Members of the Ventura County Air Pollution Control Board met Tuesday to discuss a rule-making proposal regarding hydraulic fracturing. During a public comment, environmentalists favored regulations. They were concerned the chemicals used will harm air and water quality. Chamber of Commerce disagreed and said fracking has been occurring in California for years without problems.
The proposal ended in a tie vote, vetoing the new regulations.
This process of extracting oil from layers of rock is popularly known as fracking. Pressurized liquids release gases from under bedrock.
The proposal would have required oil companies to notify neighbors before a fracking project occurred. The companies would also have to inform the air pollution control district of the chemicals used.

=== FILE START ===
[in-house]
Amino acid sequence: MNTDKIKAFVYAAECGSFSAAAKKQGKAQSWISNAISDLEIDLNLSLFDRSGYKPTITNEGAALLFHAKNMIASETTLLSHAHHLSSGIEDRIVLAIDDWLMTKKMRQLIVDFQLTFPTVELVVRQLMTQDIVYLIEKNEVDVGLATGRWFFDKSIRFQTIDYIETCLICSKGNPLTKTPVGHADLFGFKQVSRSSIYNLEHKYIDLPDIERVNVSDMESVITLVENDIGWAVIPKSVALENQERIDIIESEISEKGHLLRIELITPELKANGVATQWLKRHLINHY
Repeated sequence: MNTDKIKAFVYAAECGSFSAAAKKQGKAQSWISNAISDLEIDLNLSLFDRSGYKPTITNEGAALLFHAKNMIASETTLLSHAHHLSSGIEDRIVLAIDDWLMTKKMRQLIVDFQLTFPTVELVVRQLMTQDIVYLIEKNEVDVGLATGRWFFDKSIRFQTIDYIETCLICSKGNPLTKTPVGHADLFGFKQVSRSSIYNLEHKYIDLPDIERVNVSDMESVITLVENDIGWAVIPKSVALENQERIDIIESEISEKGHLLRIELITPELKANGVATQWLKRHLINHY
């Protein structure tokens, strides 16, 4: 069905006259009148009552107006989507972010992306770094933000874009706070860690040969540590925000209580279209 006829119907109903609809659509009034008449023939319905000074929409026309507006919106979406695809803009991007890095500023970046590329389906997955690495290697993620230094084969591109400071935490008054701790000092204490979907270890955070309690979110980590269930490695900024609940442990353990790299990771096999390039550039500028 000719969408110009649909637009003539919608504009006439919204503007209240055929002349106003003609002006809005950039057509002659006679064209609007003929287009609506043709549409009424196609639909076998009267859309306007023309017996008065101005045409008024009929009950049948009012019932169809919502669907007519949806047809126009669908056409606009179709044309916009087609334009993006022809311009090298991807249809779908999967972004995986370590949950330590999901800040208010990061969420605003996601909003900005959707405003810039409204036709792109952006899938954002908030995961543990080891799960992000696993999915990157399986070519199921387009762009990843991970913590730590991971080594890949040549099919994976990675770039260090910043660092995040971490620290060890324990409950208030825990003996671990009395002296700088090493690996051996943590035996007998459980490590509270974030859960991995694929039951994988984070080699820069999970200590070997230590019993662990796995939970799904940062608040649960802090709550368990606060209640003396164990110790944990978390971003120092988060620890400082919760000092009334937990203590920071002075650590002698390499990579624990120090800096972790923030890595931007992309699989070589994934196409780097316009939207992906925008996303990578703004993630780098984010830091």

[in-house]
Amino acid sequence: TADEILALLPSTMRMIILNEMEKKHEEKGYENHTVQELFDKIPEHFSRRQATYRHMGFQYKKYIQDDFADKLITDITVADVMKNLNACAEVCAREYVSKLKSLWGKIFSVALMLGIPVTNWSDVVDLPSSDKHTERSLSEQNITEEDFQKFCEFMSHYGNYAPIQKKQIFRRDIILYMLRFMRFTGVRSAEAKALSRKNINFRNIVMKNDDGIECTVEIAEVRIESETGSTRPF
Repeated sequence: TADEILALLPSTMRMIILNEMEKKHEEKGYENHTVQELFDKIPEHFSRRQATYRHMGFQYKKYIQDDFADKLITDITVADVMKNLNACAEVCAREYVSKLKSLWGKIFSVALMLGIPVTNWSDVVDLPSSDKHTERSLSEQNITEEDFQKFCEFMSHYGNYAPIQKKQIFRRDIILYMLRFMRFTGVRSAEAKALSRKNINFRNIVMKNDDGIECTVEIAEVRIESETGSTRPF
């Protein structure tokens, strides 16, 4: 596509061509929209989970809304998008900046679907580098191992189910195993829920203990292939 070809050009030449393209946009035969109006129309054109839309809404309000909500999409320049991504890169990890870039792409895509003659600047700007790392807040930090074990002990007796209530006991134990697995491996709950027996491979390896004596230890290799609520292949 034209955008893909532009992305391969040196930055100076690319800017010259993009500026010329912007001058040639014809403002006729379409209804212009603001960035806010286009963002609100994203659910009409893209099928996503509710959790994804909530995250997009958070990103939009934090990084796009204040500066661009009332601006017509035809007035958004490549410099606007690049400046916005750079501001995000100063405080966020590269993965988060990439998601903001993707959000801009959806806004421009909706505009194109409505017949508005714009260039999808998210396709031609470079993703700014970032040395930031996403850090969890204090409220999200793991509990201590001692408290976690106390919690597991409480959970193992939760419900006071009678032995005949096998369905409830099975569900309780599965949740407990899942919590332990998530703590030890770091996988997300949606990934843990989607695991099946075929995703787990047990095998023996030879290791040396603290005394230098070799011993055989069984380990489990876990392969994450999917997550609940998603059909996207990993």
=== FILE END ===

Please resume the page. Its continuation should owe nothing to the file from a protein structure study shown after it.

"We will not pursue adopting the rule to notify any chemical disclosure in Ventura County under the Air Pollution Control," said Michael Villagas, air pollution control officer.
Undertaking such rules would have cost the agency anywhere between $30,000 to 50,000. Many critics of this claim, however, state that no one can put a price on informing the public of chemicals that could affect the air and water quality.
The board voted unanimously to direct its staff to follow a neighboring air pollution control board study.